Montrose in High River Neighbourhood Resources

Montrose is High River’s newest master-planned community, covering over 200 acres on the south side of High River. Surrounding a 16-acre pond that winds through the neighbourhood, residents can enjoy the pathway system and playgrounds. Arrival is distinct with the rundle stone bridge over the Little Bow River.


- Restrictive Covenants -

One of the benefits of a new neighbourhood is the presence of a document on the title of each lot that protects your investment. This document is called a Restrictive Covenant ("RC" for short).

An RC is a legal document that is placed on the title of each lot by Dream when the lot is created and before ownership is transferred to the first purchaser. Since it is on the title, the document remains on the land, even as the ownership passes from one person to another. The purpose of the RC is to set out what is not permitted on a lot.

In a high quality development such as Montrose, owners can expect that a high standard will be maintained long after the area has been completed. With the RC, you have the ability to enforce that standard when another owner violates any of the provisions. The RC is for the benefit of all owners in the entire community, and through this, property values should be maintained.

Although the contents of the RC can vary from one phase of Montrose to another, they generally protect owners from improper development in that same phase. As an example, construction of a new building or a change to the appearance of an existing home (including exterior colours), cannot be made without the written approval of Dream. Other restrictions relate to the condition of the house, yard and fences. A violation that we receive many calls about is the parking of recreational vehicles and trailers on a lot.

With the excitement and large number of documents associated with a home purchase, many owners have never reviewed (or possibly were not aware of) the RC. We suggest that you take a moment to read yours, firstly to ensure you are not violating them unknowingly, and secondly, so that you know you are able to protect your property value from being affected by the actions others.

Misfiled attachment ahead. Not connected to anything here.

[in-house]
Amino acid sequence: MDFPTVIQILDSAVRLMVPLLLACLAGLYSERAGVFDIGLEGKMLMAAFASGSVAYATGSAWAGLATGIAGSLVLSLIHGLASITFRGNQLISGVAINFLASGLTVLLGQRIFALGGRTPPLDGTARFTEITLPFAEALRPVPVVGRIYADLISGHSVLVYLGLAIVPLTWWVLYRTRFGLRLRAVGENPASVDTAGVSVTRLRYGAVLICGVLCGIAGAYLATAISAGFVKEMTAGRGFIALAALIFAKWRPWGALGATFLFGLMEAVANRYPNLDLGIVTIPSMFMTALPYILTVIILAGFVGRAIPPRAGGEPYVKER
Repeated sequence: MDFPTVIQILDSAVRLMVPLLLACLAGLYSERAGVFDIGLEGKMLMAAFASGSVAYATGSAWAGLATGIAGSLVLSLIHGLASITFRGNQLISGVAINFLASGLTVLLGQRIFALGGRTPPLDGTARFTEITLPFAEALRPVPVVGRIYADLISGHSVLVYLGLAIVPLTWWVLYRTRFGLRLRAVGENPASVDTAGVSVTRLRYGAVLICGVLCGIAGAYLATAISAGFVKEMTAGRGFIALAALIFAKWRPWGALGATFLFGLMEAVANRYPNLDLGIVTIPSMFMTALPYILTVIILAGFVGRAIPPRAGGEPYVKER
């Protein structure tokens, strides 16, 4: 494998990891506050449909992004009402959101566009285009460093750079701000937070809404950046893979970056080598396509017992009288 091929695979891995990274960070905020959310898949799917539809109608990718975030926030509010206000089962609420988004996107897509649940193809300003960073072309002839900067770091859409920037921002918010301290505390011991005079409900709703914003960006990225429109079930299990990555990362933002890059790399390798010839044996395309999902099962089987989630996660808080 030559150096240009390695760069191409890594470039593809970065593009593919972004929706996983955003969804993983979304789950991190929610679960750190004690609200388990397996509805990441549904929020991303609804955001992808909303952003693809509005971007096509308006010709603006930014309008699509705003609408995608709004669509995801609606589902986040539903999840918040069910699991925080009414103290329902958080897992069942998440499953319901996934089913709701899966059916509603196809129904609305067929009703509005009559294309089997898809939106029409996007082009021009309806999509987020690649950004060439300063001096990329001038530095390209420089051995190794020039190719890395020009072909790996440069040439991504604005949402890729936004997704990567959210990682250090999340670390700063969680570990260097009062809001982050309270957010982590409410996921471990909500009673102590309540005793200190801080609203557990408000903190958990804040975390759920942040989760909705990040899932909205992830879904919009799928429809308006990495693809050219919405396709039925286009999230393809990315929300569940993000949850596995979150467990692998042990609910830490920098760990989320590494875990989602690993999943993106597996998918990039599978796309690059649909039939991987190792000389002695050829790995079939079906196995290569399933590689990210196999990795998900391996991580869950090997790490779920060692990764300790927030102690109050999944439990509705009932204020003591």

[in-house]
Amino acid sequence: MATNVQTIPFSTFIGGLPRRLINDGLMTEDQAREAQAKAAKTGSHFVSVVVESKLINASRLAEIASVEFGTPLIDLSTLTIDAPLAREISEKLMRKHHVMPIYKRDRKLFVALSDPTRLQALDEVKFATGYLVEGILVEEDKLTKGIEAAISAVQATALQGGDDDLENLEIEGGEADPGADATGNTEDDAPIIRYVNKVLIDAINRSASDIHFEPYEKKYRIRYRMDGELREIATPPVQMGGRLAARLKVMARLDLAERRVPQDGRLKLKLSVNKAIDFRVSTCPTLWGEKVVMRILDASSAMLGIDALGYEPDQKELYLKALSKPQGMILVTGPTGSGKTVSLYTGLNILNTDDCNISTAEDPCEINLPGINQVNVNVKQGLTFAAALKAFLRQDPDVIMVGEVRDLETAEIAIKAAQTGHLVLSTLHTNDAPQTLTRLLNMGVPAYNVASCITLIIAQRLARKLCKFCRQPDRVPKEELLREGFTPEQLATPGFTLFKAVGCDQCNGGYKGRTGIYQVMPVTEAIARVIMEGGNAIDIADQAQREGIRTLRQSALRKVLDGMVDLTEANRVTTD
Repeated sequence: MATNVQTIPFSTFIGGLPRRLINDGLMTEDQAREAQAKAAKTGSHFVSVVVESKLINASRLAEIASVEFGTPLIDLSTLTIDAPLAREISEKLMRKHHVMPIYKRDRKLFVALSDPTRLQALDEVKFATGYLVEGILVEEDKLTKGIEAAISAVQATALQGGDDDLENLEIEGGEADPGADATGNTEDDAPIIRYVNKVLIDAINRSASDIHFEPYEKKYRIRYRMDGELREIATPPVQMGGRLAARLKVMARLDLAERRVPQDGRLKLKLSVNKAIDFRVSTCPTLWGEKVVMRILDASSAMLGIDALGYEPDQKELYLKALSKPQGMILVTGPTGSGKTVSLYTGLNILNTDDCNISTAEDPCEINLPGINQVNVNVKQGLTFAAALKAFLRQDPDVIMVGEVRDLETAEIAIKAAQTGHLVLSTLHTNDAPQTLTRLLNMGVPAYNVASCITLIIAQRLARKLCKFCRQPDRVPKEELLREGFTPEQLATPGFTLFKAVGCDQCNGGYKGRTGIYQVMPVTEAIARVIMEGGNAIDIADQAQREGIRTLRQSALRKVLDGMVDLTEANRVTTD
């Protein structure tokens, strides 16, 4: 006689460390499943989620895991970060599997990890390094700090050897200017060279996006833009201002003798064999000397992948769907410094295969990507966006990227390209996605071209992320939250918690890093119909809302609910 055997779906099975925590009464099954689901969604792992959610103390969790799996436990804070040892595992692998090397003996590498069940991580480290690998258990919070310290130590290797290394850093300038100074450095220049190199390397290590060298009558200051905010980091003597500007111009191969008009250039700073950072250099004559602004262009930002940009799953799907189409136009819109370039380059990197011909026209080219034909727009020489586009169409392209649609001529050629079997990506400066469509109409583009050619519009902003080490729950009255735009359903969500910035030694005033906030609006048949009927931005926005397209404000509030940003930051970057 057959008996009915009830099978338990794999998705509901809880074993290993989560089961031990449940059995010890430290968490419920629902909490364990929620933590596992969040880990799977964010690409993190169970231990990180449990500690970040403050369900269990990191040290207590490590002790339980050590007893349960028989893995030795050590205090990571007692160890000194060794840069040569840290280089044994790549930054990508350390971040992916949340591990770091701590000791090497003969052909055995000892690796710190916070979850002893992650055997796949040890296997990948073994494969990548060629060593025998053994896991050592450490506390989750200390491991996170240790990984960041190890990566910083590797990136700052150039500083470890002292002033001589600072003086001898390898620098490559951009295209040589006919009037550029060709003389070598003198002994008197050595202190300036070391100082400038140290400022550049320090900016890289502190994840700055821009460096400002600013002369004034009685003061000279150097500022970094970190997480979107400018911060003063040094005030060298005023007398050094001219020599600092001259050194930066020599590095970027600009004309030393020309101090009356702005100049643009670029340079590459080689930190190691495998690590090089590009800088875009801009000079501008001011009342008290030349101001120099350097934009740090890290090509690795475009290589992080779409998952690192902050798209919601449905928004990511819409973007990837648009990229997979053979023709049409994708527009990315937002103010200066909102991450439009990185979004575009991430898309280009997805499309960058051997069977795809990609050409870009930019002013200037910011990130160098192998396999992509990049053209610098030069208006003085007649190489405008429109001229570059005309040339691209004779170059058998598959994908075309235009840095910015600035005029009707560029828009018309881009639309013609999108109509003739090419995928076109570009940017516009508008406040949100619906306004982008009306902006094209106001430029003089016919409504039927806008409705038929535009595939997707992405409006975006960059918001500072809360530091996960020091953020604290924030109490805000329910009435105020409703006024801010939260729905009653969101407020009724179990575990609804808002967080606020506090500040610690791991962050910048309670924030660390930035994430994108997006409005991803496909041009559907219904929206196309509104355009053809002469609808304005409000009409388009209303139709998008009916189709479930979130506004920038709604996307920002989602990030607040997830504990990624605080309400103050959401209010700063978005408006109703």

For your convenience, you can reference Montrose Phase 1 single family RCs, Montrose Phase 1 multiple family RCs and Montrose Phase 2 Eurostyle RCs and Montrose Phase 2b.


- Stormwater Pond & Trapped Lows -

To address concerns over the potential for property damage that can affect other areas in High River when the river level rises much higher than normal, Montrose has been engineered so that the basements of homes should be above the highest water level, even in unusual conditions that may occur. To achieve this, Dream brought in a large amount of fill to raise the grade above the original level of the land.

To control the drainage during rainstorms, especially those severe summer downpours, a 16-acre stormwater pond was created. The storm water runoff from yards and streets flows into the pond, which can rise in level to absorb the impact of the storm (but still remain safely below basement levels). Throughout the storm, the water in the pond is gradually released to the nearby Little Bow River, eventually returning the pond to the normal level. Please note that, while the pond is an attractive visual feature, it does drain the roads and is subject to water fluctuations, so it is not suitable for recreational use.